Woodstock 1999

Despite the years of planning, bathrooms had not been taken into consideration and as a result, none were built.

Instead, we were offered portable johns, the closest Port-a-Potty being approximately a 3/4 mile walk from our tents. If the “Peace Wall” hadn’t been where it was, it would have been about 75 feet away from our campsite. But hey, what’s a three quarter mile walk in sweltering heat when you’re about to pass out? Or need to go to the bathroom? Well, to the folks who relieved themselves right behind our tent, leaving a lovely pile of crap and thousands of flies for us to deal with for the next three days, it was obviously too far a walk.

It should be noted that this being the third time around for Woodstock (the first was in 1969, followed by a 25th anniversary festival in 1994), a lot of the bugs should have been worked out; while several were, many more flaws became apparent. However, don't assume that this was a completely flawed affair — far from it. There were a lot of people (approximately 225,000) there looking to have the fun they came and paid $150 for, and these people made do with all of the reported hardships (long lines for all necessities, EXPENSIVE food and drink, LOADS of garbage, poor sanitary conditions).

The end result of what was supposed to be a good time was inevitable in light of these downsides — and four days of relentless sun, heat, drinking and drugs, no less. If the shameless, blatant capitalism of this festival wasn't so obtrusive, perhaps the degree of rebellion and riot would have been lessened. One can only speculate after the fact.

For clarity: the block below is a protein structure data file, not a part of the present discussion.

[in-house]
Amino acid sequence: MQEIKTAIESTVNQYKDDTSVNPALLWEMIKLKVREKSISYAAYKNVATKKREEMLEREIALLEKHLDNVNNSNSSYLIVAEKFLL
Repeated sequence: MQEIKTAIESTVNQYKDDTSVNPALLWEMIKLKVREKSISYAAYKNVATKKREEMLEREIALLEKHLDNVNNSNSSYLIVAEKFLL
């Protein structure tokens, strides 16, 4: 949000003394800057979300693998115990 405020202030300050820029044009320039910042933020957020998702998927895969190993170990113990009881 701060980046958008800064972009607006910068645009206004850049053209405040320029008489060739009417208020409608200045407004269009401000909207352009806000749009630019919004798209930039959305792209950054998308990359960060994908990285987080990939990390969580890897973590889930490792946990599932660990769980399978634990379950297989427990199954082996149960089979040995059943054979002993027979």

Crisis intervention workers say they witnessed many more sexual assaults, some taking place in the mosh pit. The Washington Post quotes a rehabilitation counselor from Jessup, Maryland -- who was working as a volunteer at Woodstock -- saying he saw women being pulled into the pit and having their clothes removed and being assaulted and raped by men in the crowd.

"They were pushed in against their will and really raped," David Schneider told the Post. "From my vantage point, it looked like initially there was a struggle, and after that there were other people holding them down. It seemed like most of the crowd around was cheering them on."